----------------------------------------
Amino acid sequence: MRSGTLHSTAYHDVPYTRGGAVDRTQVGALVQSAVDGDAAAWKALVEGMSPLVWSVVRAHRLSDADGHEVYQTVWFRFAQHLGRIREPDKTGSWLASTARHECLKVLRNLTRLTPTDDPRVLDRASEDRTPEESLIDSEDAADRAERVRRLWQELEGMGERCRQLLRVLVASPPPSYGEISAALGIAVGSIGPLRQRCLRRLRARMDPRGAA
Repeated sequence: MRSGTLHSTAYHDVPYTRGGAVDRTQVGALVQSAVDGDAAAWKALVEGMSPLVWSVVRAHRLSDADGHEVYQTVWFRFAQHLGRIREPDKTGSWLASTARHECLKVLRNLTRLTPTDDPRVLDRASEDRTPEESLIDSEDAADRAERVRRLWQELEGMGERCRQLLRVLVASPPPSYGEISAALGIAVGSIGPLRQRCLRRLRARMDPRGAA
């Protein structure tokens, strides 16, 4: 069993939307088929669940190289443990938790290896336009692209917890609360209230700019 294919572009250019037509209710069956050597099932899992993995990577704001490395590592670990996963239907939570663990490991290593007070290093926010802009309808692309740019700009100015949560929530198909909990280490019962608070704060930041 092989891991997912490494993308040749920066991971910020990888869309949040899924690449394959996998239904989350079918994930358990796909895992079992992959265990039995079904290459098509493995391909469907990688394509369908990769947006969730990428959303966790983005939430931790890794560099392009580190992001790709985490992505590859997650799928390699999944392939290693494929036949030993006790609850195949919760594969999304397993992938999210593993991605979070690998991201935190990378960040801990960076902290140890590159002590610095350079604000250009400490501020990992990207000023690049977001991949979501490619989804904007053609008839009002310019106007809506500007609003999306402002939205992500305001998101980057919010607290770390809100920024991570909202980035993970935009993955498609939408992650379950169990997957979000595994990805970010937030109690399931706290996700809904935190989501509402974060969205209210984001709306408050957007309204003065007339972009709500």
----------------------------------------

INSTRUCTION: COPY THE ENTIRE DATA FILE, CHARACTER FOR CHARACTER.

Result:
Amino acid sequence: MRSGTLHSTAYHDVPYTRGGAVDRTQVGALVQSAVDGDAAAWKALVEGMSPLVWSVVRAHRLSDADGHEVYQTVWFRFAQHLGRIREPDKTGSWLASTARHECLKVLRNLTRLTPTDDPRVLDRASEDRTPEESLIDSEDAADRAERVRRLWQELEGMGERCRQLLRVLVASPPPSYGEISAALGIAVGSIGPLRQRCLRRLRARMDPRGAA
Repeated sequence: MRSGTLHSTAYHDVPYTRGGAVDRTQVGALVQSAVDGDAAAWKALVEGMSPLVWSVVRAHRLSDADGHEVYQTVWFRFAQHLGRIREPDKTGSWLASTARHECLKVLRNLTRLTPTDDPRVLDRASEDRTPEESLIDSEDAADRAERVRRLWQELEGMGERCRQLLRVLVASPPPSYGEISAALGIAVGSIGPLRQRCLRRLRARMDPRGAA
């Protein structure tokens, strides 16, 4: 069993939307088929669940190289443990938790290896336009692209917890609360209230700019 294919572009250019037509209710069956050597099932899992993995990577704001490395590592670990996963239907939570663990490991290593007070290093926010802009309808692309740019700009100015949560929530198909909990280490019962608070704060930041 092989891991997912490494993308040749920066991971910020990888869309949040899924690449394959996998239904989350079918994930358990796909895992079992992959265990039995079904290459098509493995391909469907990688394509369908990769947006969730990428959303966790983005939430931790890794560099392009580190992001790709985490992505590859997650799928390699999944392939290693494929036949030993006790609850195949919760594969999304397993992938999210593993991605979070690998991201935190990378960040801990960076902290140890590159002590610095350079604000250009400490501020990992990207000023690049977001991949979501490619989804904007053609008839009002310019106007809506500007609003999306402002939205992500305001998101980057919010607290770390809100920024991570909202980035993970935009993955498609939408992650379950169990997957979000595994990805970010937030109690399931706290996700809904935190989501509402974060969205209210984001709306408050957007309204003065007339972009709500």